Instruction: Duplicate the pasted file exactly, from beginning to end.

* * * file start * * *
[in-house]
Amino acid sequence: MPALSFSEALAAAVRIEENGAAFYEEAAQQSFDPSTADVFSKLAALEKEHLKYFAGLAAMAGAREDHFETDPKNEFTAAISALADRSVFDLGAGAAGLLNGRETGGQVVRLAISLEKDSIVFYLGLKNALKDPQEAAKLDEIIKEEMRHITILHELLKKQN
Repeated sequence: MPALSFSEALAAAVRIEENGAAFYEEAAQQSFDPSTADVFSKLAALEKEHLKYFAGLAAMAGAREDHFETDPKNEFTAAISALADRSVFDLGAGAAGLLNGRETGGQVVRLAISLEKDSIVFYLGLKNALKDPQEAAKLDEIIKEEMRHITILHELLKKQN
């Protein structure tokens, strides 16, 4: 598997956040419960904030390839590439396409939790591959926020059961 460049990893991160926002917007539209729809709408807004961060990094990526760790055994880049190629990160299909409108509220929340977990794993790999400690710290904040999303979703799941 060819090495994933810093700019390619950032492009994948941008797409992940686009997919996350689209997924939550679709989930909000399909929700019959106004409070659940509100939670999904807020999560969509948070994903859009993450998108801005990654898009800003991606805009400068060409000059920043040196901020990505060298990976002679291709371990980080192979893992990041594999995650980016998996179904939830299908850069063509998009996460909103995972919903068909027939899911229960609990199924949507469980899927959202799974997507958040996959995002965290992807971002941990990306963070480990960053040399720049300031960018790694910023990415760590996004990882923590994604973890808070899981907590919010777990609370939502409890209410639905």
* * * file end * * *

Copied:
[in-house]
Amino acid sequence: MPALSFSEALAAAVRIEENGAAFYEEAAQQSFDPSTADVFSKLAALEKEHLKYFAGLAAMAGAREDHFETDPKNEFTAAISALADRSVFDLGAGAAGLLNGRETGGQVVRLAISLEKDSIVFYLGLKNALKDPQEAAKLDEIIKEEMRHITILHELLKKQN
Repeated sequence: MPALSFSEALAAAVRIEENGAAFYEEAAQQSFDPSTADVFSKLAALEKEHLKYFAGLAAMAGAREDHFETDPKNEFTAAISALADRSVFDLGAGAAGLLNGRETGGQVVRLAISLEKDSIVFYLGLKNALKDPQEAAKLDEIIKEEMRHITILHELLKKQN
């Protein structure tokens, strides 16, 4: 598997956040419960904030390839590439396409939790591959926020059961 460049990893991160926002917007539209729809709408807004961060990094990526760790055994880049190629990160299909409108509220929340977990794993790999400690710290904040999303979703799941 060819090495994933810093700019390619950032492009994948941008797409992940686009997919996350689209997924939550679709989930909000399909929700019959106004409070659940509100939670999904807020999560969509948070994903859009993450998108801005990654898009800003991606805009400068060409000059920043040196901020990505060298990976002679291709371990980080192979893992990041594999995650980016998996179904939830299908850069063509998009996460909103995972919903068909027939899911229960609990199924949507469980899927959202799974997507958040996959995002965290992807971002941990990306963070480990960053040399720049300031960018790694910023990415760590996004990882923590994604973890808070899981907590919010777990609370939502409890209410639905």